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Simple Story Starters

by Jordyn Redwood

Most authors I know are people watchers. Sitting and observing people is a fascinating way to generate story ideas. If you haven’t just let your imagination run wild doing an exercise like this-let me offer a few examples.

On the flight home from the ACFW conference that just happened in Indianapolis I was seated next to a business type who seemed to be preparing for a meeting. He had all sorts of spread sheets he was perusing until the plane took off at which point he pulled out a non-fiction book (sigh-why not fiction?) on sailing.

Even though it wasn’t fiction I asked him about the book and what he liked about it. The other things I noticed was he was a very fast reader. The last thing I noted was his bookmark and that got me thinking about a story.

His particular bookmark was a torn piece from a Curious George coloring book. You could just make out half of the infamous monkey’s body. It was solely colored in orange and very sloppily at that-perhaps lending to a younger child’s hand. What was noteworthy was how it was protected. It had been covered with strips of scotch tape-perhaps the girls out there can relate to this archiving method of their youth. However, the sticky strips were organized in such a way that the same hand who had colored the picture could not have possibly finessed the tape in the same fashion to preserve the picture-side by side with perhaps a one millimeter overlay so if it got wet it wouldn’t be ruined.

I stared at that bookmark for a long time as the gentleman would move it to each new page he read. I wondered about the story behind it. I thought about my own girls (who are ages nine and eleven) and all the things they make for me and how I hadn’t once preserved their doodling in such a way.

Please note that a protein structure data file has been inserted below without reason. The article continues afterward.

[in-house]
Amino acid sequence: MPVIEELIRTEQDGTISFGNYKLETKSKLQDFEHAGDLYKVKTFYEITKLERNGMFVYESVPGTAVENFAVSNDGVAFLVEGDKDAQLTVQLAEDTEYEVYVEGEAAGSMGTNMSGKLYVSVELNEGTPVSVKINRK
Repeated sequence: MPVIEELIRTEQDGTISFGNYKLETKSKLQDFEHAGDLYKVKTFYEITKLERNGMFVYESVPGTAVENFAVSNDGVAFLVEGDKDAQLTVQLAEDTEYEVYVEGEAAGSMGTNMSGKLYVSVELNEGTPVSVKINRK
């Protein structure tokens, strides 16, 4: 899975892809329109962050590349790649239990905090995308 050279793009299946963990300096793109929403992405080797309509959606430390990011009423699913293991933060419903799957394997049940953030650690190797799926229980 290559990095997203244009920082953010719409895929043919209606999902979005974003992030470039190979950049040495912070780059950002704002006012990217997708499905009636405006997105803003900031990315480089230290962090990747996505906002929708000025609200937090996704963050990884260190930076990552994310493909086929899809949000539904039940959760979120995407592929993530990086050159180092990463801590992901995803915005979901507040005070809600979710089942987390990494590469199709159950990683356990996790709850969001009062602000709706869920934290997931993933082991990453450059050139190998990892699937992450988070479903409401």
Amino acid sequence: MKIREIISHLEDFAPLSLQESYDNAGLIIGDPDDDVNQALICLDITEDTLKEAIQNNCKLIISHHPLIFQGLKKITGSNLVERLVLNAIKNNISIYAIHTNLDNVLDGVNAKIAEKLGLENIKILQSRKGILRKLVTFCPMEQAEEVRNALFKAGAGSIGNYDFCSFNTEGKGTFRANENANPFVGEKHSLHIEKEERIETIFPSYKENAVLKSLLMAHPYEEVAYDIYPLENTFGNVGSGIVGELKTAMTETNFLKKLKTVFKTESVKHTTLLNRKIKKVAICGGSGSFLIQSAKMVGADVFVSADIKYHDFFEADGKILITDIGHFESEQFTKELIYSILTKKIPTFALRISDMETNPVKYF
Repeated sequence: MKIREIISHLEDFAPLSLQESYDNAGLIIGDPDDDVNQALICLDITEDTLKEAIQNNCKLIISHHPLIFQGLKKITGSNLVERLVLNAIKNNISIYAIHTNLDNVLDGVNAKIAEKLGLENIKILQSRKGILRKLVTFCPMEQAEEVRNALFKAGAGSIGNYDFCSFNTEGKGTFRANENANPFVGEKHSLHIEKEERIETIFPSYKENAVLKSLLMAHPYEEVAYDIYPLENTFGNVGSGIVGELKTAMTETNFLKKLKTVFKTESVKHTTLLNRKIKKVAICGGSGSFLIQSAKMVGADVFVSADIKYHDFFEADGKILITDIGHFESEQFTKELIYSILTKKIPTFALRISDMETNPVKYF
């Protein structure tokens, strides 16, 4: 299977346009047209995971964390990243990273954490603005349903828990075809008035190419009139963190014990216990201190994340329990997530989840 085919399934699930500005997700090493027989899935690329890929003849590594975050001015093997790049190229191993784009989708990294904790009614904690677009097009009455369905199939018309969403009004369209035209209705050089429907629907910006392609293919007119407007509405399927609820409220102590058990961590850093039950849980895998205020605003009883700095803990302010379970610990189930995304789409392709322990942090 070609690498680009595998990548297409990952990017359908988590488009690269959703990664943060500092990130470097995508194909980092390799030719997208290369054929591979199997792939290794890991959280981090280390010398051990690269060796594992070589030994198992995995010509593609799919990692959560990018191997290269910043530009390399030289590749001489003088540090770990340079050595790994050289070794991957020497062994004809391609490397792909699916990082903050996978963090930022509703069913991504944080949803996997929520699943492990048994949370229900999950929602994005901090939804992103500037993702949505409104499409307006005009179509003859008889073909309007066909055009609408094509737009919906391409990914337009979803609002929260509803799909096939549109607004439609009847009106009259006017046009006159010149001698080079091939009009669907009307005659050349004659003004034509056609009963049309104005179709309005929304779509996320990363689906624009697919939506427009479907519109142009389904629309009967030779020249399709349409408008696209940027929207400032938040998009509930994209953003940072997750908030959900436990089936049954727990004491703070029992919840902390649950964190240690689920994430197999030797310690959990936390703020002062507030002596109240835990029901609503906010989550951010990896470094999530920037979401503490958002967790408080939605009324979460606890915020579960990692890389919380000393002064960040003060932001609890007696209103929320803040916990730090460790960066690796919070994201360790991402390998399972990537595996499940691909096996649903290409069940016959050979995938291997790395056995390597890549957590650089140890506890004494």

Perhaps because I see them every day.

And perhaps this man didn’t see this child as often as he liked.

Which of course got my suspense wheels turning.

I get inspiration for my medical thrillers from everyday life. I read a lot of non-fiction as resources for my stories. One non-fiction book that played heavily into Peril’s story was Unplanned by Abby Johnson and Cindy Lambert. It tells the true story of a pro-choice advocate’s epiphany and switching sides to the pro-life arena. Her story is huge as she was a well known/respected director for Planned Parenthood and I highly recommend the book for reading.

What was interesting to me about this particular book was the one thing that caused her to change her mind. I used that very thing as a turning point for one of my characters.

Inspiration for books can be all around us. It can be a photo, a song, a stranger next to us on an airplane. It can be non-fiction stories and real-life events. All these things can create the threads of which we weave stronger fictional stories.

What about you? What things do you use to inspire your stories? What’s been the most unusual?

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Jordyn Redwood is a pediatric ER nurse by day, suspense novelist by night. She hosts Redwood’s Medical Edge, a blog devoted to helping contemporary and historical authors write medically accurate fiction. Her first two novels, Proof and Poison, garnered starred reviews from Library Journal. Proof was shortlisted for the 2012 ForeWord Review’s BOTY Award, 2013 INSPY Award and the 2013 Carol Award. You can connect with Jordyn via her website at www.jordynredwood.com.

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